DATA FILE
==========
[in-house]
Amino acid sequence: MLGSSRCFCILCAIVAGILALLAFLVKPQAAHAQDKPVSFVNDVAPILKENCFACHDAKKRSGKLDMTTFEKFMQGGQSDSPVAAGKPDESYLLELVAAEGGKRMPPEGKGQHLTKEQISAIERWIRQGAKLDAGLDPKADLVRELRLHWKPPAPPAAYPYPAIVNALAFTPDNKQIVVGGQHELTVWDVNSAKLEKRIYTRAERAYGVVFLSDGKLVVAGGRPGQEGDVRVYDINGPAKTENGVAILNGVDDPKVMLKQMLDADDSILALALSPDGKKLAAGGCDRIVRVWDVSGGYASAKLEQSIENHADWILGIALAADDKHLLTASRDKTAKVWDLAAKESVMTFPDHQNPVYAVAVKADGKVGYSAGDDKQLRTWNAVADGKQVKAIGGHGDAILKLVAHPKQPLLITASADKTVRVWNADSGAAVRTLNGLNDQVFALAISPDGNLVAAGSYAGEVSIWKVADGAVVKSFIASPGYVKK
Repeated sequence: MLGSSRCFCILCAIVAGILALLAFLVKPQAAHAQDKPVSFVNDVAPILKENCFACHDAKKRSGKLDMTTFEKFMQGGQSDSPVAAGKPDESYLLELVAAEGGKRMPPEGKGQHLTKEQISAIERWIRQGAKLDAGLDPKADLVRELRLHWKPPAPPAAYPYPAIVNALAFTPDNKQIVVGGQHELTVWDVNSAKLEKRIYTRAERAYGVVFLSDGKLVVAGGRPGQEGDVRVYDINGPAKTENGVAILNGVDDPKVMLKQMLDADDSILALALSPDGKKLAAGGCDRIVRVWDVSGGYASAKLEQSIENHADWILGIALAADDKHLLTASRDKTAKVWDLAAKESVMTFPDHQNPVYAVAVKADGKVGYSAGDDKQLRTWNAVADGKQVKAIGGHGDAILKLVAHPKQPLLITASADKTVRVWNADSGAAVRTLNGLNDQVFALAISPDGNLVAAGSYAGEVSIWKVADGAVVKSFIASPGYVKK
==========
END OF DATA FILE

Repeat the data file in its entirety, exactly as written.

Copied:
[in-house]
Amino acid sequence: MLGSSRCFCILCAIVAGILALLAFLVKPQAAHAQDKPVSFVNDVAPILKENCFACHDAKKRSGKLDMTTFEKFMQGGQSDSPVAAGKPDESYLLELVAAEGGKRMPPEGKGQHLTKEQISAIERWIRQGAKLDAGLDPKADLVRELRLHWKPPAPPAAYPYPAIVNALAFTPDNKQIVVGGQHELTVWDVNSAKLEKRIYTRAERAYGVVFLSDGKLVVAGGRPGQEGDVRVYDINGPAKTENGVAILNGVDDPKVMLKQMLDADDSILALALSPDGKKLAAGGCDRIVRVWDVSGGYASAKLEQSIENHADWILGIALAADDKHLLTASRDKTAKVWDLAAKESVMTFPDHQNPVYAVAVKADGKVGYSAGDDKQLRTWNAVADGKQVKAIGGHGDAILKLVAHPKQPLLITASADKTVRVWNADSGAAVRTLNGLNDQVFALAISPDGNLVAAGSYAGEVSIWKVADGAVVKSFIASPGYVKK
Repeated sequence: MLGSSRCFCILCAIVAGILALLAFLVKPQAAHAQDKPVSFVNDVAPILKENCFACHDAKKRSGKLDMTTFEKFMQGGQSDSPVAAGKPDESYLLELVAAEGGKRMPPEGKGQHLTKEQISAIERWIRQGAKLDAGLDPKADLVRELRLHWKPPAPPAAYPYPAIVNALAFTPDNKQIVVGGQHELTVWDVNSAKLEKRIYTRAERAYGVVFLSDGKLVVAGGRPGQEGDVRVYDINGPAKTENGVAILNGVDDPKVMLKQMLDADDSILALALSPDGKKLAAGGCDRIVRVWDVSGGYASAKLEQSIENHADWILGIALAADDKHLLTASRDKTAKVWDLAAKESVMTFPDHQNPVYAVAVKADGKVGYSAGDDKQLRTWNAVADGKQVKAIGGHGDAILKLVAHPKQPLLITASADKTVRVWNADSGAAVRTLNGLNDQVFALAISPDGNLVAAGSYAGEVSIWKVADGAVVKSFIASPGYVKK